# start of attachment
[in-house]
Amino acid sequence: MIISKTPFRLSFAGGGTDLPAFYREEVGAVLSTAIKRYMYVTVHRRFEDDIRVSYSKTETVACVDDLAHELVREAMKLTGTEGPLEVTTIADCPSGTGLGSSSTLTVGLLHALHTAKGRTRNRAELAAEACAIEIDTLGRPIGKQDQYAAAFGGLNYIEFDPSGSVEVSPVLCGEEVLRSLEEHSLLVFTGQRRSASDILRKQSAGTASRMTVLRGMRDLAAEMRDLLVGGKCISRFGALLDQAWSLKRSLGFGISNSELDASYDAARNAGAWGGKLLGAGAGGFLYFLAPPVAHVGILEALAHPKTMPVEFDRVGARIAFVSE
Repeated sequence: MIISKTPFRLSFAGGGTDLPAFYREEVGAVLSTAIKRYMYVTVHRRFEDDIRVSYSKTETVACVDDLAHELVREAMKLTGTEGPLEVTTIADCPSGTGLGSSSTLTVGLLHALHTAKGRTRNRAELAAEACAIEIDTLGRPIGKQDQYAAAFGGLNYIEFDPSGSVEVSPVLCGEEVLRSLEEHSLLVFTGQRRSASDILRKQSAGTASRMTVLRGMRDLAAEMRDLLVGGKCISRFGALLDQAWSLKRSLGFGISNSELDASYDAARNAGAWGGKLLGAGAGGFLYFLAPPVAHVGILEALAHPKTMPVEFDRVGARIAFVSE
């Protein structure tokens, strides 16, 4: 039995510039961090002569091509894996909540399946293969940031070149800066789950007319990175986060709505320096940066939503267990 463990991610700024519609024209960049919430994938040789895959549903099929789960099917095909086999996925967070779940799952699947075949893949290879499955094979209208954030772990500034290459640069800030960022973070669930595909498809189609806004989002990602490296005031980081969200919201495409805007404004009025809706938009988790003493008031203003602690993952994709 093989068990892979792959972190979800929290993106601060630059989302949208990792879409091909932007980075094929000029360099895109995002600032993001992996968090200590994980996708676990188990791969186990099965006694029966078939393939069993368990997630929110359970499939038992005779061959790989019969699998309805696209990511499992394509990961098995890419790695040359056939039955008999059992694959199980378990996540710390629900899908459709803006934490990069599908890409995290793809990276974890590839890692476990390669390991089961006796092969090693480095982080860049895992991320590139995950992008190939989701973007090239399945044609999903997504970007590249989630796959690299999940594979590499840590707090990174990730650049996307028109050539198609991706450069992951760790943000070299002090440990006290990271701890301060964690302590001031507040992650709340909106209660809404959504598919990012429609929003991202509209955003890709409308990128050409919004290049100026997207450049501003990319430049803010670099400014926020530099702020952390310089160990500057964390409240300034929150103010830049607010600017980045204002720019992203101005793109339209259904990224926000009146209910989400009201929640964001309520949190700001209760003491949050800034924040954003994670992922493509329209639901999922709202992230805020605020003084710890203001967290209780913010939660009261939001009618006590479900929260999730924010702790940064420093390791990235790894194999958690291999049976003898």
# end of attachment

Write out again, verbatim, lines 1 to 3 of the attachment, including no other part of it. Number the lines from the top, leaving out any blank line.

[in-house]
Amino acid sequence: MIISKTPFRLSFAGGGTDLPAFYREEVGAVLSTAIKRYMYVTVHRRFEDDIRVSYSKTETVACVDDLAHELVREAMKLTGTEGPLEVTTIADCPSGTGLGSSSTLTVGLLHALHTAKGRTRNRAELAAEACAIEIDTLGRPIGKQDQYAAAFGGLNYIEFDPSGSVEVSPVLCGEEVLRSLEEHSLLVFTGQRRSASDILRKQSAGTASRMTVLRGMRDLAAEMRDLLVGGKCISRFGALLDQAWSLKRSLGFGISNSELDASYDAARNAGAWGGKLLGAGAGGFLYFLAPPVAHVGILEALAHPKTMPVEFDRVGARIAFVSE
Repeated sequence: MIISKTPFRLSFAGGGTDLPAFYREEVGAVLSTAIKRYMYVTVHRRFEDDIRVSYSKTETVACVDDLAHELVREAMKLTGTEGPLEVTTIADCPSGTGLGSSSTLTVGLLHALHTAKGRTRNRAELAAEACAIEIDTLGRPIGKQDQYAAAFGGLNYIEFDPSGSVEVSPVLCGEEVLRSLEEHSLLVFTGQRRSASDILRKQSAGTASRMTVLRGMRDLAAEMRDLLVGGKCISRFGALLDQAWSLKRSLGFGISNSELDASYDAARNAGAWGGKLLGAGAGGFLYFLAPPVAHVGILEALAHPKTMPVEFDRVGARIAFVSE